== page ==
We collected data from 12 patients seen at the Department of Respiratory and Critical Care Medicine, Union Hospital Affiliated with Tongji Medical College, Huazhong University of Science and Technology, China, from June 2017 to October 2019. Patients were all from the Han tribe. Five of the patients were male, representing 42%, and 7 were female, representing 58%. The average age was 49.25 ± 13.02 years. There were 3 smokers and 2 drinkers. The course of the disease ranged from 14 days to 8 years. Neurological diseases and surgical history were excluded in this group. Five patients had severe coughing before their laryngospasm. Three patients had an antecedent URI, 2 had some form of emotional agitation before their laryngospasm, while 2 had no obvious provoking factors. Eleven patients stated that their symptoms occurred during the day, and only 1 had nocturnal symptoms.

2.2. Clinical Manifestations and Related Findings

Table 1 lists the concomitant conditions of all the patients. These patients came to see a doctor because they were experiencing sudden dyspnea, an inability to inhale and exhale, a sense of asphyxia, and loss of their voice during attacks. Two patients mostly complained of wheezing. The duration of each attack varied among the patients from a minimum duration of 10 seconds to a maximum of 2 minutes. All patients were able to recover from the attacks on their own. Eight of the 12 patients had a history of GERD. Seven of these had conscious sensation of regurgitation into the pharynx as part of their GI problems. All 12 patients had signs of chronic pharyngitis such as mucosal hyperemia and hypertrophic lymphoid follicles. Apart from these findings and history, these patients had no other relevant complaints or conditions. Their workup included pulmonary CT, pulmonary function testing, routine blood examination, and electrocardiograms, all of which were negative. All other fiberoptic laryngoscopy studies were within normal limits except for one case of left vocal cord paralysis identified.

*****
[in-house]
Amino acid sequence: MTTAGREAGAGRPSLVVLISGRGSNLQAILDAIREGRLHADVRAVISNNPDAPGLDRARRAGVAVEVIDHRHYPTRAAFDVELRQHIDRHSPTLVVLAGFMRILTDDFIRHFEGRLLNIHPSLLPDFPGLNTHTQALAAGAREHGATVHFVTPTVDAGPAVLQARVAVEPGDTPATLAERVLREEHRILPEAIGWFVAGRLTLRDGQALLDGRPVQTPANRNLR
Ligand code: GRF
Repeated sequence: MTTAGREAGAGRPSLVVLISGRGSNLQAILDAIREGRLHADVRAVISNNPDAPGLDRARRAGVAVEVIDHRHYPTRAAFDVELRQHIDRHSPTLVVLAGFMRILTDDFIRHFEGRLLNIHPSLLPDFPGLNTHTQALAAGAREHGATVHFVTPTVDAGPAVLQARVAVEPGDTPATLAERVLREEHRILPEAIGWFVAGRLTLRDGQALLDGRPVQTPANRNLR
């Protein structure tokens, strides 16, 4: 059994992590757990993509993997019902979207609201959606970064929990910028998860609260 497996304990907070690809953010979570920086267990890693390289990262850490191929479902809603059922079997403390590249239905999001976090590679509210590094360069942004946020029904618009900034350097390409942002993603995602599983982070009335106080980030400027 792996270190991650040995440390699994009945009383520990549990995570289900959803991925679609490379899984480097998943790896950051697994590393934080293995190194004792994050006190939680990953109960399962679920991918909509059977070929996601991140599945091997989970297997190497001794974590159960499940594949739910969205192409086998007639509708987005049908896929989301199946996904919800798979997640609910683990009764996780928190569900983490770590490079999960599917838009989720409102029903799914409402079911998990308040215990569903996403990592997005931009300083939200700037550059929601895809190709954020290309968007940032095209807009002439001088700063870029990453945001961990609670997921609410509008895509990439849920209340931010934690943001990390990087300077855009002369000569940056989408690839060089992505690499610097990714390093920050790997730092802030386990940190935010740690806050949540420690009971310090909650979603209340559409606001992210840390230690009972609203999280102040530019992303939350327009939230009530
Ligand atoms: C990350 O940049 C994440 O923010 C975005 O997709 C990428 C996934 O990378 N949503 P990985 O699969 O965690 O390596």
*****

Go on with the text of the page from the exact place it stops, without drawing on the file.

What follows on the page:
3. Results

3.1. Diagnosis

Laryngeal function, particularly with respect to vocal fold movement, would be expected to be normal in patients with reflux-related paroxysmal laryngospasm as observed in this study with the exception of one patient with unilateral paralysis. Even the patients without GERD histories had normal fiberoptic exams. No patients underwent a fiberoptic exam during one of their laryngospasm events. The diagnosis of paroxysmal laryngospasm mainly depends on a patient’s medical history and a lack of alternative explanations for symptoms. An alternative explanation was identified in only 1 of the 12 patients, and we diagnosed paroxysmal laryngospasm in the remaining 11 patients based on the following medical histories and clinical manifestations: (1) with or without obvious triggers, URI, emotional agitation or tension, and a history of GERD; (2) typical laryngospasm attacks: sudden dyspnea, asphyxiation, stridor, and hoarseness usually lasting for several seconds to several minutes; and (3) exclusion of asthma, hysterical stridor, obstructive sleep apnea-hypopnea syndrome, heart attack, epilepsy, rabies, tumor, nervous system disorders, and other diseases. Hysterical stridor was excluded because it has a strong demographic pattern of occurring in young adult females, lasting for minutes to hours, frequently requiring sedation or anxiolytics for treatment, and persisting for years. The patient with vocal fold paralysis in this series responded to surgical treatment by an ear-nose-throat (ENT) specialist.